“Do what you do so well that they will want to see it again and bring their friends.”
If you ever think customers aren’t important, try doing business without them for 90 days. You’ll soon find yourself OUT of business.
And yet, when I talk and write about customer service, there are always a few cynics who think price is the only thing that counts in getting and keeping customers. In fact, they might as well hang a sign in the window that says “We give lousy service, but we’re cheap.” After all, that’s how they operate.
Other folks get a little defensive when I push them to improve their customer service. One audience member even told me, “Hey, Zimmerman, we’re no worse than anybody else.” I thought, “Wow, what a wonderful advertising slogan: ‘We’re no worse than anybody else.’ That should really pull in the customers and cement their loyalty.”
The truth is … in today’s challenging marketplace, the quality of your service may be one of the few competitive advantages you can offer your customers. That’s why I just published my newest book, “The Service Payoff: How Customer Service Champions Outserve and Outlast the Competition.” If the book stops you from making one little service mistake or helps you make one little service improvement, the book will have paid for itself … and I believe this book will pay for itself hundreds of times over.
But let me give you three tips you can run with right now. “The Service Payoff” book will give hundreds of additional tips.
1. Take on a service attitude.
Some people think customer service is a “department.” It’s simply a job some people have to do all the time.
Others think customer service is a “job function.” It’s something everybody has to do on occasion.
Unfortunately, those are half-truths at best. In fact, customer service is more about attitude than mere behavior. If you do all the “right” things in customer service but your attitude stinks, guess what? Your service also stinks.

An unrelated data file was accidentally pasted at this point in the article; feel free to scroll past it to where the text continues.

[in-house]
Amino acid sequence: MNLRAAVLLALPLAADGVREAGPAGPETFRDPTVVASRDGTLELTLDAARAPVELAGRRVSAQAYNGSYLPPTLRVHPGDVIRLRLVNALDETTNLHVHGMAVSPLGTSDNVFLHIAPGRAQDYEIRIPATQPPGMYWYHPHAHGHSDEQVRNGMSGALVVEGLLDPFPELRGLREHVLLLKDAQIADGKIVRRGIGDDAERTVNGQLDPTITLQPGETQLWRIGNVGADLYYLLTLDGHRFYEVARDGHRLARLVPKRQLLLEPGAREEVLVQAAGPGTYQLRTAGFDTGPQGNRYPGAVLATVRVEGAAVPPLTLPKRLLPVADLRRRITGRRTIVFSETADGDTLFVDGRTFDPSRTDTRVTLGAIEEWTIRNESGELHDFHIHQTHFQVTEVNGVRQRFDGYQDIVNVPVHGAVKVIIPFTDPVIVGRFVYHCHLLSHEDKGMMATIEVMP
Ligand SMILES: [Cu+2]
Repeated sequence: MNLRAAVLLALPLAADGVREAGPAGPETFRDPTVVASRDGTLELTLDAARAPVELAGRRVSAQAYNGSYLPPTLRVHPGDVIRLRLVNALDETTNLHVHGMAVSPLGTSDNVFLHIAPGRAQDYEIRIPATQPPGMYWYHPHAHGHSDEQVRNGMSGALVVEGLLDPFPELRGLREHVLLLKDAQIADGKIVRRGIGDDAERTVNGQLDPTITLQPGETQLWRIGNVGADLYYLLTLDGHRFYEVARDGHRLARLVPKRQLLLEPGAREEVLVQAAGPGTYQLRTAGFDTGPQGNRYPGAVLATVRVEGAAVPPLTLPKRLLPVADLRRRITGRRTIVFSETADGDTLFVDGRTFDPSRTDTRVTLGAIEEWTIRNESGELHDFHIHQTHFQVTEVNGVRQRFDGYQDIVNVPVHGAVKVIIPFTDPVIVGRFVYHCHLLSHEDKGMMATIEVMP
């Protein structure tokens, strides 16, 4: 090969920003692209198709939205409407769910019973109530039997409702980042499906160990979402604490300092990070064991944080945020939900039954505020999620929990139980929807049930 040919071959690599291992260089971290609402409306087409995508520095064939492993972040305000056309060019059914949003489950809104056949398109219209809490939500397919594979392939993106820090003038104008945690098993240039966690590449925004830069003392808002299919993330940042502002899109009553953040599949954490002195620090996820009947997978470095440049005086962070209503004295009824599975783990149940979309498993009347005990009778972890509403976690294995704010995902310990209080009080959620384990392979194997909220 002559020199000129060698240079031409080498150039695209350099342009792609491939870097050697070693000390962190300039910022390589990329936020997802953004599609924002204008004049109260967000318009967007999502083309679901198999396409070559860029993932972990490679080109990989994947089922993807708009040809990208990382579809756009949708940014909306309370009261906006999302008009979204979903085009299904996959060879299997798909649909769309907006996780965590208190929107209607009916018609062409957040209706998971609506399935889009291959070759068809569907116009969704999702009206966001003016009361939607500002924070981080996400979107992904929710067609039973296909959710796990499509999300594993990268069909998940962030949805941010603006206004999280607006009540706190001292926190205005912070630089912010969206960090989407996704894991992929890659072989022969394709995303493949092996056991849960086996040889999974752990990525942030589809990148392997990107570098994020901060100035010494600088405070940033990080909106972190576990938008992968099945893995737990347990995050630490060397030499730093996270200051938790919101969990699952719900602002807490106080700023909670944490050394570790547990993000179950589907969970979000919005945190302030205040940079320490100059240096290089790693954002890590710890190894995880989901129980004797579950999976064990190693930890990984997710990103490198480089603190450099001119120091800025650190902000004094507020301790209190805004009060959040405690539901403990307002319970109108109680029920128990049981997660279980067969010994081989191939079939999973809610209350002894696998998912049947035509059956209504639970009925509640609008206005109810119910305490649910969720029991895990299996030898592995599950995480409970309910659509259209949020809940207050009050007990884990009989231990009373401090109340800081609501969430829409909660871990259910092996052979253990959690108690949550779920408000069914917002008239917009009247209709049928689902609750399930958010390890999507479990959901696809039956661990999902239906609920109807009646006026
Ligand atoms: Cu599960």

You see … the customer doesn’t care about your flat tire, your unruly kid, your tight budget, your cranky coworker or whatever else is souring your attitude … and he shouldn’t have to care. He has a right to expect a positive attitude from you every time in every situation.
Of course, I’ve written extensively over the years on how to get and keep a positive attitude, so I won’t go into great detail here. But I will say this … if you sometimes struggle with keeping your attitude positive, read Christian Larsen’s poem to yourself once in the morning and once in the evening. Over time, it will give you a more positive attitude that will seep into your customer service.
“Promise yourself to be so strong that nothing can disturb your peace of mind. To talk health, happiness and prosperity to every person you meet. To make all your friends feel that there is something in them. To look at the sunny side of everything and make your optimism come true. To think only of the best, to work only for the best and expect only the best. To be just as enthusiastic about the success of others as you are about your own. To forget the mistakes of the past and press on to the greater achievements of the future. To wear a cheerful countenance at all times and give every living creature you meet a smile. To give so much time to the improvement of yourself that you have no time to criticize others. To be too large for worry, too noble for anger, too strong for fear and too happy to permit the presence of trouble.”
The more you read it, say it, and think it, the more you will become it.
2. Present yourself as a service professional.
I don’t care what kind of business you’re in, you’re still going to be judged by the way you look and the way you sound. Customers form impressions of your business, your products and services … partly based on their impression of YOU.